The product at 2 g/ day levels was well tolerated by all the volunteers who had participated in the study without even mild adverse reactions. The method of estimation of curcumin from blood plasma was validated by doing the recovery (80%) analysis. The peaks obtained for the curcumin reference standard as well as curcumin from the blood plasma were matched and typical plasma sample profile is shown in fig. 1. The concentration time profile of control curcumin versus BCM-95ÆCG (BiocurcumaxTM) is shown in fig. 2 and that of curcumin-lecithin-piperine versus BCM-95ÆCG (BiocurcumaxTM) is shown in fig. 3. The values were analysed statistically by Anova and the difference shown by test and control groups were significant (P<0.05). As evident from fig. 2 the absorption of curcumin was faster from BCM- 95ÆCG (BiocurcumaxTM) peaking in the first hour (mean 315.8 ng/g). This value dropped a bit during the succeeding hour at 274.6 ng/g and then reached the maximum at 4.5 h (456.88 ng/g). Thereafter the values gradually decreased. However, even at 8 h some residual curcumin remained in the blood. In contrast, the absorption of control curcumin was relatively slower, peaking at 2 h (149.8 ng/g) and then virtually disappeared from the blood by 4.5 h.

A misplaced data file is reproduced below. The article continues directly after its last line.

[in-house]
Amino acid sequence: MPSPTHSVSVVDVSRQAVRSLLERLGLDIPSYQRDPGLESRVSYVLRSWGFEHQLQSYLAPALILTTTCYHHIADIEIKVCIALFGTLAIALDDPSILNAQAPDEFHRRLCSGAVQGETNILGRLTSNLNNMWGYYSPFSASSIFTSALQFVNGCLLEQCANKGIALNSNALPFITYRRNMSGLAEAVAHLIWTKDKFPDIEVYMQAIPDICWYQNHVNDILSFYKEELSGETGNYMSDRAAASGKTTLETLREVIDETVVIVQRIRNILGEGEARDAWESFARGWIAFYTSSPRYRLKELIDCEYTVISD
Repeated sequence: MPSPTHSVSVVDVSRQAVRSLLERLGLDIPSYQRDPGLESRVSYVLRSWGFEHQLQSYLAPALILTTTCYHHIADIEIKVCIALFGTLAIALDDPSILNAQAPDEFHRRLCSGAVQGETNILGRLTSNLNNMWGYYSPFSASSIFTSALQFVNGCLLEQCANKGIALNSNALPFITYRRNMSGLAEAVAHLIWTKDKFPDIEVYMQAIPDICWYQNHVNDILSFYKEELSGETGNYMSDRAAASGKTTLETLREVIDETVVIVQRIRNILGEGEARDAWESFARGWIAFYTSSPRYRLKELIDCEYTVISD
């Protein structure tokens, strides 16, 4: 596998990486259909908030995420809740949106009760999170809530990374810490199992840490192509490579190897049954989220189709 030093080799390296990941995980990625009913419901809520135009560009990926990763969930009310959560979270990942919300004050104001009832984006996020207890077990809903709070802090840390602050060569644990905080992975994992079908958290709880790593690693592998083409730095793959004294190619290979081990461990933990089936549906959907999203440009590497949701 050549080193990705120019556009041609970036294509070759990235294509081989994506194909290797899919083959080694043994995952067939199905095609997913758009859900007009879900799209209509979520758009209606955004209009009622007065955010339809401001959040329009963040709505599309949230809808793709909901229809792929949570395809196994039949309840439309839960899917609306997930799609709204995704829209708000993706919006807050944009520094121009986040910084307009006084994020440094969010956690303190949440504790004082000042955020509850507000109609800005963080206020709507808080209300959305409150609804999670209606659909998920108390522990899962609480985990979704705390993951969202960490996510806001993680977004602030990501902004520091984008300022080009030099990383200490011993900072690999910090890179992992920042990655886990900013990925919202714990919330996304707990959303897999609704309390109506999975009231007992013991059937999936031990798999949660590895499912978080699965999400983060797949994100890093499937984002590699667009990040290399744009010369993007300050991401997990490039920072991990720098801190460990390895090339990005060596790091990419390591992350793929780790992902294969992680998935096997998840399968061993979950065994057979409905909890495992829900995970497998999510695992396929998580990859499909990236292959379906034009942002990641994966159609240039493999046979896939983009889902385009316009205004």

So peak dose from
SLCP was 22.43 ng/ml from 650mg
BCM-95 was 456.88.ng/g from 2000mg

Now since the density (am please correct me if I am wrong) should be the same as both are measuring curcumin in the blood so the conversion from ng/ml to ng/g is probably 1:1, doesn't BCM-95 still beat SLCP by around 5x or 6x?

I am trying to figure this out, since we may change our curcumin in the next batch if absorption is higher. Besides I am horrible at conversions so I maybe completely off on my estimates.

Cheers
A

Edited by Anthony_Loera, 19 March 2010 - 01:24 PM.


#14 niner

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Posted 19 March 2010 - 02:17 PM

From the BCM-95 clinical study:

The product at 2 g/ day levels was well tolerated by all the volunteers who had participated in the study without even mild adverse reactions. The method of estimation of curcumin from blood plasma was validated by doing the recovery (80%) analysis. The peaks obtained for the curcumin reference standard as well as curcumin from the blood plasma were matched and typical plasma sample profile is shown in fig. 1. The concentration time profile of control curcumin versus BCM-95ÆCG (BiocurcumaxTM) is shown in fig. 2 and that of curcumin-lecithin-piperine versus BCM-95ÆCG (BiocurcumaxTM) is shown in fig. 3. The values were analysed statistically by Anova and the difference shown by test and control groups were significant (P<0.05). As evident from fig. 2 the absorption of curcumin was faster from BCM- 95ÆCG (BiocurcumaxTM) peaking in the first hour (mean 315.8 ng/g). This value dropped a bit during the succeeding hour at 274.6 ng/g and then reached the maximum at 4.5 h (456.88 ng/g). Thereafter the values gradually decreased. However, even at 8 h some residual curcumin remained in the blood. In contrast, the absorption of control curcumin was relatively slower, peaking at 2 h (149.8 ng/g) and then virtually disappeared from the blood by 4.5 h.

So peak dose from
SLCP was 22.43 ng/ml from 650mg
BCM-95 was 456.88.ng/g from 2000mg

Now since the density (am please correct me if I am wrong) should be the same as both are measuring curcumin in the blood so the conversion from ng/ml to ng/g is probably 1:1, doesn't BCM-95 still beat SLCP by around 5x or 6x?